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Derek Walcott, the Journeyman Years, Volume 2: Performing Arts: Occasional Prose 1957-1974 (Cross/Cultures)

ISBN: 9789042037571
Publisher: Rodopi
Edition: annotated edition
Publication Date: 2013-11-21
Number of pages: 574
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  • Regular price $212.48

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Description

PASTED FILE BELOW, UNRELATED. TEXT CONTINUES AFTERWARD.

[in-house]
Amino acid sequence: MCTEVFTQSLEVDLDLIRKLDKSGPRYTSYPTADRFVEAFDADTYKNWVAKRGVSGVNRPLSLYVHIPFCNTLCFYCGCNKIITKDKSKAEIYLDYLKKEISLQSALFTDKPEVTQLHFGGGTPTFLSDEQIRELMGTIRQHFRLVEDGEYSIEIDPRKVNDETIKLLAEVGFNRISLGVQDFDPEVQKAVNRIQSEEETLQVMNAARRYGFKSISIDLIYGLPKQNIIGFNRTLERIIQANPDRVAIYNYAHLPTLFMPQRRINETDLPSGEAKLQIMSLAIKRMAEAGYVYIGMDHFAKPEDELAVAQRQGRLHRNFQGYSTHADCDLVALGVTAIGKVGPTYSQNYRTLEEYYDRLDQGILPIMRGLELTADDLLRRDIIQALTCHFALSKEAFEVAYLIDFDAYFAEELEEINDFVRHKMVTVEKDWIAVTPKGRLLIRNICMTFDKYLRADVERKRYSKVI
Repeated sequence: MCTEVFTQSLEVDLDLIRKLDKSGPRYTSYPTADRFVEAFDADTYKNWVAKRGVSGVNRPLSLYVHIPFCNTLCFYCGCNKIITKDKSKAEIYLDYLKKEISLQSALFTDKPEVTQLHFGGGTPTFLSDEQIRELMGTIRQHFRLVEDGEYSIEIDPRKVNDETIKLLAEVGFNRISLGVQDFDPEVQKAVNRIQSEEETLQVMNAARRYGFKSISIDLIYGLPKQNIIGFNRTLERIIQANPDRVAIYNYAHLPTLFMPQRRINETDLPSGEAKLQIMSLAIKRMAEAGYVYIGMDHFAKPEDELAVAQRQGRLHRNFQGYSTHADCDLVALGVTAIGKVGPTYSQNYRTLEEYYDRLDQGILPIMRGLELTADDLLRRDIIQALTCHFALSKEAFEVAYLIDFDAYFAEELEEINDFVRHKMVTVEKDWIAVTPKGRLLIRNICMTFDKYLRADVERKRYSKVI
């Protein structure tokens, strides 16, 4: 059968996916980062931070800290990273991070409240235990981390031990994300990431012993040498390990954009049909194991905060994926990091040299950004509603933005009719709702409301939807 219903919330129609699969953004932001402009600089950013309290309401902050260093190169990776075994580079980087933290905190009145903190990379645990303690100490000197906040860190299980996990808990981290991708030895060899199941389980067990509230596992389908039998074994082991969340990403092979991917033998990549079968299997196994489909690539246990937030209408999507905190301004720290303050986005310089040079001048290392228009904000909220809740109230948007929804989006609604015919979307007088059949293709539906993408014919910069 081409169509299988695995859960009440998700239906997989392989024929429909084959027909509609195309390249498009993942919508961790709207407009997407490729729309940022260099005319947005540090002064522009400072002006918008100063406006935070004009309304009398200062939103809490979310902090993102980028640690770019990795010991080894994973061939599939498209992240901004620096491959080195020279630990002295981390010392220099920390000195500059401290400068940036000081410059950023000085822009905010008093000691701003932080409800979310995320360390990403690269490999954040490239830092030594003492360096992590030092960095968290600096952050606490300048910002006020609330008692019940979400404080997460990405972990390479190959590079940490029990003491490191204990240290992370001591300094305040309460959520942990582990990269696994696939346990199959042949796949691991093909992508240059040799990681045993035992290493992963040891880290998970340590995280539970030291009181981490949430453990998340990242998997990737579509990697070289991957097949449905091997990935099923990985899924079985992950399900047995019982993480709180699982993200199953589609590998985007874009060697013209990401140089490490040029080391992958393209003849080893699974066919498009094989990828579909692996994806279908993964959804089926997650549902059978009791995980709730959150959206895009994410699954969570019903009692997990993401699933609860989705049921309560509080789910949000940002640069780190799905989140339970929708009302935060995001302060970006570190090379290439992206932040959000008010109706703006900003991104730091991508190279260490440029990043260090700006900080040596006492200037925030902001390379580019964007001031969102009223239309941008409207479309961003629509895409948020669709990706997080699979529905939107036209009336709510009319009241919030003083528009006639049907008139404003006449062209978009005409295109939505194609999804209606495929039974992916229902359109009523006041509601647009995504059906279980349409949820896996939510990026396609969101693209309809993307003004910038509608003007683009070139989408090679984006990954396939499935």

During the same period in which Derek Walcott was pouring immense physical, emotional, and logistical resources into the foundation of a viable first-rate West Indian theatre company and continuing to write his inimitable poetry, he was also busy writing newspaper reviews, chiefly for the Trinidad Guardian. His prodigious reviewing activity extended far beyond those areas with which one might most readily associate his interests and convictions. As Gordon Rohlehr once presciently observed, "If one wants to see a quotidian workaday Walcott, one should go back to [his] well over five hundred articles, essays and reviews on painting, cinema, calypso, carnival, drama and lite¬rature," articles which "reveal a rich, various, witty and scrupulous intelligence in which generous humour counterpoints acerbity." These articles capture the vitality of Caribbean culture and shed additional light on the aesthetic preoccupations expressed in Walcott's essays published in journals. The editors have examined the corpus of Walcott's journalistic activity from its beginnings in 1950 to its peak in the early 1970s, and have made a generous selection of material from the Guardian, along with occasional pieces from such sources as Public Opinion (Kingston) and The Voice of St. Lucia (Castries). The articles in Volume 2 are organized as follows: the performing arts; general surveys of anglophone Caribbean drama, theatre, and society; festivals, theatre companies, and productions; British and American drama; dance and music theatre; Carnival and calypso; and cinema screenings in Trinidad. Volume 2 additionally contains an exhaustive annotated and cross-referenced chronological bibliography of Walcott's journalism up to 1990. The co-editor Christopher Balme has written a searching introductory essay on a central theme - here, a survey of West Indian theatre and Walcott's engagement with it, particularly the idea of a 'National Theatre', coupled with an illustrative discussion of the playwright's seminal dramatic spectacle Drums and Colours.

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